constipation or i’ll sue
politician duty grifting
little people spit obeying
hammer down to earth relaying
sickle government renew
there is nothing it can’t do
As far as anyone can tell, this is the most illegal thing one can do in America (subject to change without notice). If you have any ideas for improving the crime, please let me know.
When a black transgendered male IRS agent attempts to collect your Obamacare Shared Responsibility Payment, you lure him to the EPA Superfund site in your back yard where you refuse to check your white privilege or bake him a cake or photograph his upcoming nuptials, and then bludgeon him to death with a plastic grocery bag (from a non-union store) full of 1933 Double Eagle gold coins while denying man-made climate change and reviling him as a cisgendered race-betraying member of the Klan and the heteropatriarchy, after which you remove the “Do Not Remove” tag from a mattress, smoke ceremonial peyote stuffed into an unfiltered Marlboro cigarette* (bought “loose” on a street corner from a Black Lives Matter activist**) and toss a burning match that starts a fire on tribal land, violate an eagle with its own feather, and run over an endangered tree frog and a spotted owl as you escape across your own property (which has been declared a federally-protected wetland and an illegal logging operation) into another state in a Volkswagen diesel 4×4 with non-DOT-approved tires and expired tags and modified emissions software and no smog certificate while drinking from a jug of illegally-collected rainwater, texting on an encrypted iPhone, and speaking out for gun rights in a campus free-speech zone*** and carrying a life-sized picture of a semi-automatic .223 rifle with a flash suppressor and 11-round magazine that has a Romney 2012 sticker on the tactical folding stock, until you finally arrive at your job at Apple where you do not assist the FBI with weakening your own code.
*The second-hand smoke of which causes mesothelioma in an illegal undocumented immigrant who is being deported and separated from her children because you voted for Donald Trump.
**Which causes the homeless vendor to be murdered by the police, making you an accessory after the fact.
***Which causes the Chicano Socialist Students For Aztlán to accuse you of criminal hate speech and civil rights violations with special circumstances for intentional emotional abuse and reimbursement for the Latino safe space.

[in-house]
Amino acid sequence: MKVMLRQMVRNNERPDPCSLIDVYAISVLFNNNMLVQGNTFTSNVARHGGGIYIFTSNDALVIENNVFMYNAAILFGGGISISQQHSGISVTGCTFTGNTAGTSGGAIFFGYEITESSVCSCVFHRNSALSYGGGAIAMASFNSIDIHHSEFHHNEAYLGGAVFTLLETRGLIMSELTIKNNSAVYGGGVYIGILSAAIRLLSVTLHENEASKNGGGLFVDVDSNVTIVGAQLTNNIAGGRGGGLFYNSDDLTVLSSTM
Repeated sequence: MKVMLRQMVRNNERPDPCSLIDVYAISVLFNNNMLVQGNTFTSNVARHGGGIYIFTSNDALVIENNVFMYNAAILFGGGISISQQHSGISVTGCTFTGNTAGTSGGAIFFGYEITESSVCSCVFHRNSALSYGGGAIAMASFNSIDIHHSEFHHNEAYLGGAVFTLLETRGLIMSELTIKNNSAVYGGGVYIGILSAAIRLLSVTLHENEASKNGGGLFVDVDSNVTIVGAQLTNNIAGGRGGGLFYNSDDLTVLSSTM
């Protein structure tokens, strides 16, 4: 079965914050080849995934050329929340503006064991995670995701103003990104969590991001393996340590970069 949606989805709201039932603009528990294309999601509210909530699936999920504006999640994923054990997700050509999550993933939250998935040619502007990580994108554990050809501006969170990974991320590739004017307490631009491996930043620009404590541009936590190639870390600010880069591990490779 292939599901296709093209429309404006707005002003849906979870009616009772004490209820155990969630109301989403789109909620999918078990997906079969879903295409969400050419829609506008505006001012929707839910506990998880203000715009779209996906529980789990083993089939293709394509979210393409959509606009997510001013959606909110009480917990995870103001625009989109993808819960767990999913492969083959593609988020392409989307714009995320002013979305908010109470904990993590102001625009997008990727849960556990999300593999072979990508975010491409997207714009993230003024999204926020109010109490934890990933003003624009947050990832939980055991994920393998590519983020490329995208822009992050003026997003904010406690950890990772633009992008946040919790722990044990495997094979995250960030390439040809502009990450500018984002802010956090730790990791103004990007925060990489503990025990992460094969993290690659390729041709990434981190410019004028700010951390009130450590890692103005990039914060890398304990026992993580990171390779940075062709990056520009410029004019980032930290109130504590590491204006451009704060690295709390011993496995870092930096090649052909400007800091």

(I didn’t come up with this by myself, but I can’t reveal my sources – even though I’m not a “journalist” protected by the First Amendment – because they might be prosecuted for hate speech. I’ll take my chances.)
I’ve decided to publish some of my short fiction here. The first three stories announce my political leanings pretty clearly. Whether that was a good decision remains to be seen. What do you think?
Once upon a time … in a medium-sized town, which lingered between a very large forest and an endless prairie, a boy lived with his mother in an Urban Promise Zone. Their little rental unit was equidistant from his school and her workplace, and every weekday morning they would leave together, wave goodbye at the corner, and walk in opposite directions. The boy hated his school, the mother hated her government job, and every afternoon they would walk home and share stories of oppression over a dinner of fast food.
A play in one act.
Narrator: In the early years of the 21st century, repentant free-love hippies took over the California legislature and put an end to the unregulated sexual behavior of their grandchildren, who were now students at University of California campuses across the state. Concerned about the rape pandemic sweeping through the culture, these New Puritan lawmakers passed the Affirmative Behavioral Consent Act for the Safety of Students. Now, only a few years later, we embark on our own sexual discovery of two young lovers at the University of California, Santa Cruz.
It looked like a good thing: but wait till I tell you. We were fishing up in Minnesota – Doug and myself – when this kidnapping idea struck us. It was a crazy idea – as Doug said afterwards, “born from an afternoon of righteous partying” – but we didn’t find that out till later.
There was a town up there, Thief River Falls, whose government was honest as the day is long, of course. Folks who live where the two rivers meet are as taciturn and self-satisfied as any who ever threw a silver dollar across the Mississippi.
Good afternoon, blog. I’m sorry I haven’t written to you lately, but your big sister needed me more. Does that make me a terrible parent?
For the Greeks, Hell was a place called Tartarus, and its three most famous inhabitants were Sisyphus, endlessly pushing his rock up the hill, Ixion, strapped to a wheel for eternity, and Tantalus, forever unable to quench his thirst. For ancient Norsemen, the great abyss that formed the boundary of the ocean and the world, Ginnungagap, was derived from Tartarus and Chaos. Europeans whose lands bordered the mighty Ottoman Empire appropriated the word and used it to demonize their enemies, “The Monstrous Tartar.”Aeschylus, Virgil, Aristophanes, and Homer before them, wrote eloquently about hell. In Prometheus Bound, Aeschylus writes, “Oh if only he had hurled me below the earth, yes beneath Hades, the entertainer of the dead, into impassable Tartarus, and had ruthlessly fastened me in fetters no hand can loose, so that neither god nor any other might have gloated over this agony I feel!”